Remember when you discovered your favourite books for the first time? The ones you loved so much you've read them five or six times more since; the ones that were so real to you, you almost believed they were true?
Me too. Brilliant, isn't it? There's nothing quite like that feeling of being totally caught up in another world, to the exclusion of the one around you. That sense of knowing the characters, of caring about them, of desperately wanting things to go right for them. You can't beat lifting your head from a book and realising it's two o'clock in the morning and your eyes are sore with reading so much, yet it doesn't matter because the story has temporarily become more important than anything else in your life. I had that with Lord of the Rings when I was 9. I had it with The Wheel of Time when I was 16. I even had it with Kushiel's Legacy when I was 23.
Funny, though – it's rare for me to feel that way about a book any more. Or about anything else, for that matter. These days, I find it almost impossible to lose myself in a story. I can read it and appreciate it, even be gripped by it to a certain extent, but I can always put it down when it's time for bed. There's always a part of me that remains detached from the unfolding events, no matter how dramatic they are.
In short, my friends, I have lost my sense of wonder.
Some of it, I'm sorry to say, is probably an inevitable function of age. When I was a teen I had an almost limitless capacity to immerse myself in things that interested me. Maybe I had fresher eyes; maybe I had better powers of concentration; maybe I wasn't afflicted by that awful sense of time passing that seems to have crept up on me as an adult. (Now, I spend more than a couple of hours with a book and a little voice inside my mind starts yelling that I should be doing something else.) Whatever the reason, I consumed fantasy literature voraciously and uncritically. More than that – I lived it. I can't do that any more.
Another part of it is surely the job I do. I'm an editor. It's my job to notice the niggles, flaws and holes in other people's writing. And as I've become a better editor, I've become a worse reader – because it's very difficult to switch off the critical part of the brain and just go with the flow. I suppose it's like becoming a wine connoisseur: once you know how to identify good-quality wine, you'll never again be able to enjoy the £5.99 bottle of red you used to pick up from the supermarket. It's the same for most writers. Once you learn how to be critical of your own writing, you soon find yourself applying the same analysis to other people's – even if you don't want to.
Yet perhaps there's still more to it than that. When I started out as a writer, many moons ago, I lacked technical ability and a knowledge of the industry and pretty much everything else I needed to succeed. But I did have one thing going for me: I believed in concepts like heroism and bravery and honour. I had a sense of the importance and grandeur of fantasy. I found real meaning in it. Since then I've become more cynical, and it seems fantasy has too. Yet while I appreciate the grit and the ambiguity, the anti-heroes and the playing with tropes, I feel as though I've lost something along the way. The sense of wonder has gone, to be replaced by something more knowing and concomitantly less pure.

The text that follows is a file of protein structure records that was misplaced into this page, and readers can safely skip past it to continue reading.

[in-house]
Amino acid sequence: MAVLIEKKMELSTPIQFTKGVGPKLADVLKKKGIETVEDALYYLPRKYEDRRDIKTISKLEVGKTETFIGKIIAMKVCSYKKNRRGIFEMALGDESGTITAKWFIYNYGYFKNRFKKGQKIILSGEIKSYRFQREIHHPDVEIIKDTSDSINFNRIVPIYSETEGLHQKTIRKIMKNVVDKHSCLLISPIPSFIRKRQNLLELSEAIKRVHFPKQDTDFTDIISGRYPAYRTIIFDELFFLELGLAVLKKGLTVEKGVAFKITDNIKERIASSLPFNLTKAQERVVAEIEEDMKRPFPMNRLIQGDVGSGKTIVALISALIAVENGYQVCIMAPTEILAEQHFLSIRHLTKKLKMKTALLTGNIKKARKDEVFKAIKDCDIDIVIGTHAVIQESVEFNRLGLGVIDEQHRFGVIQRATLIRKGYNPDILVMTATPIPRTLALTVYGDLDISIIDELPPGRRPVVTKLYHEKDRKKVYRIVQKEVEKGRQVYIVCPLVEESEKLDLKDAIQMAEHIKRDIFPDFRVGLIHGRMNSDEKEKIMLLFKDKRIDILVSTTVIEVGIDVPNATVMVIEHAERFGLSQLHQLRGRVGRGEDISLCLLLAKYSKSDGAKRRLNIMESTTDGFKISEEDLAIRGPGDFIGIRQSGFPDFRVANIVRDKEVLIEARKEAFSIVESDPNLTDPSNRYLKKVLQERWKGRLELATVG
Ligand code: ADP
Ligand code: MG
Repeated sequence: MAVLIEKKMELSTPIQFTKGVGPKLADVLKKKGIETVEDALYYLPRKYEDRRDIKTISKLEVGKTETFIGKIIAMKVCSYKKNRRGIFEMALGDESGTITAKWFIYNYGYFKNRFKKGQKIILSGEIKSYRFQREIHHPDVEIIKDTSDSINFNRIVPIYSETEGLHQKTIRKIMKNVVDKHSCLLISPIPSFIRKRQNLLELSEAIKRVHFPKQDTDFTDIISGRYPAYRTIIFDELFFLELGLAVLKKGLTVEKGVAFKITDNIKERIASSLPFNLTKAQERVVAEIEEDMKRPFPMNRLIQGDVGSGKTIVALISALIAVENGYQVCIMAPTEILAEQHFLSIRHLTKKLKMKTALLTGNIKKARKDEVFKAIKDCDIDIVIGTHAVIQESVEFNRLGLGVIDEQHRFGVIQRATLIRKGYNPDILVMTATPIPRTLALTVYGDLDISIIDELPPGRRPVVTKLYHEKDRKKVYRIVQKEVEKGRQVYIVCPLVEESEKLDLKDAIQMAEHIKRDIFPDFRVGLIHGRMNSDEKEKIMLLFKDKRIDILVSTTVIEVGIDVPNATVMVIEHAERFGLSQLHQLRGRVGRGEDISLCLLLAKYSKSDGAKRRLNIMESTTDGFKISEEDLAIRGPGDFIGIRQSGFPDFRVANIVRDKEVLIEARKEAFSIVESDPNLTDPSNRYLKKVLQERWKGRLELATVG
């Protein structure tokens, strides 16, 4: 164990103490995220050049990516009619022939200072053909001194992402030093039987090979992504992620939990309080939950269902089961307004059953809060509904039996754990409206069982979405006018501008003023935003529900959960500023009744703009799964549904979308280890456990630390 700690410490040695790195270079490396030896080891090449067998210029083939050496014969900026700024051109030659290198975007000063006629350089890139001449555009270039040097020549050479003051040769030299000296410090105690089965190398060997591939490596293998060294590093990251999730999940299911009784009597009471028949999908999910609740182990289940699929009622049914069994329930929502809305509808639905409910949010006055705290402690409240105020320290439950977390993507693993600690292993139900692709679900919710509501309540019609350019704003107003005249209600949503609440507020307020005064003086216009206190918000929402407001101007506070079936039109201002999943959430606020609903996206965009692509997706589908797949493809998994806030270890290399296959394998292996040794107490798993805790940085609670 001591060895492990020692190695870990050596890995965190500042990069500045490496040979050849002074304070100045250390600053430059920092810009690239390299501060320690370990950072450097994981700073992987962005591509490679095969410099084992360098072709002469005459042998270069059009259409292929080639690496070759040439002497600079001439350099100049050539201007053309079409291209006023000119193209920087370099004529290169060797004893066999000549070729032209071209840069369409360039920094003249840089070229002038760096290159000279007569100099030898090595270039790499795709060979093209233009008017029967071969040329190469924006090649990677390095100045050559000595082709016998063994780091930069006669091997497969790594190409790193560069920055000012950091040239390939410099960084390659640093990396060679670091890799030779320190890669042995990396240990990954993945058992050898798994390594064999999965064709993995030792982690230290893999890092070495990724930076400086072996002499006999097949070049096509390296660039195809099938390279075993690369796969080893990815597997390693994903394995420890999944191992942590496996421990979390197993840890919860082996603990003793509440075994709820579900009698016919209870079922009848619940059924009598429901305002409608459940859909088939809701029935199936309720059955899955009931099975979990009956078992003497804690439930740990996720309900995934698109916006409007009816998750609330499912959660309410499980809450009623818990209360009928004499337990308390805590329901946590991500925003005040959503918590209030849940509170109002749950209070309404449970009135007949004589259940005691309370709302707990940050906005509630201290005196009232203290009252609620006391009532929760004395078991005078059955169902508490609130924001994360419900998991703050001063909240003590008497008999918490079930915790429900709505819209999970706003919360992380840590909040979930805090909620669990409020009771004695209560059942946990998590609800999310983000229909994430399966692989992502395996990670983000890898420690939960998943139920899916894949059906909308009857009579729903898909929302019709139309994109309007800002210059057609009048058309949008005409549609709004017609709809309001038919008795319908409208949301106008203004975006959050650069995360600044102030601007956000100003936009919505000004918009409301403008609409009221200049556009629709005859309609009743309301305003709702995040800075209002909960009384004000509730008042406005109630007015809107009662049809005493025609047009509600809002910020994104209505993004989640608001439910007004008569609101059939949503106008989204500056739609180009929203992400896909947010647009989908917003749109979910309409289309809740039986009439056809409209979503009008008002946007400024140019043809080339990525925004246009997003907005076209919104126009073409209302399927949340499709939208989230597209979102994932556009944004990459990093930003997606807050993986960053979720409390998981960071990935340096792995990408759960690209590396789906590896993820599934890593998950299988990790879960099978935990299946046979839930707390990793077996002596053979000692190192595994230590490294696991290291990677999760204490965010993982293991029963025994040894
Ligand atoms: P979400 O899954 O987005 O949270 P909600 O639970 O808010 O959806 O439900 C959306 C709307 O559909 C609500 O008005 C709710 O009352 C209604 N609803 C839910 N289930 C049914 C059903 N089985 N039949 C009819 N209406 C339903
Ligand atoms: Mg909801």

To enjoy fantasy in its truest form, you have to take it seriously. And sometimes I worry that with our collective deconstruction of the genre, we're losing the ability to do that. If you don't believe in acts of selfless courage or breathtaking heroism – if all your protagonists are morally grey – then you may achieve realism, but you'll lose sight of the true heart of fantasy. Because at heart, fantasy is the struggle between light and darkness that's in all of us. And when we see the light win in fiction, we can be inspired to believe that's possible in real life too.
Do you agree that the ability to lose yourself in literature diminishes with age/writing experience? What books have you read recently that rekindled your sense of wonder?
Write Every Day: tip of the week
Are there times when you become heartily sick of your main project? If so, rather than stop writing altogether, why not try something completely different? This one was sent to me by @mlhroberts a few weeks ago: How to Start a Twitter Novel. If you decide to give it a go then please let me know!
I never really had a sense of wonder - as far as books are concerned. Or if I did, I lost it so long ago that I've forgotten. But I haven't lost my love of a good story and I frequently read into the night until my eyes can take no more. Recently I've been doing it with John Barnes' Daybreak series.
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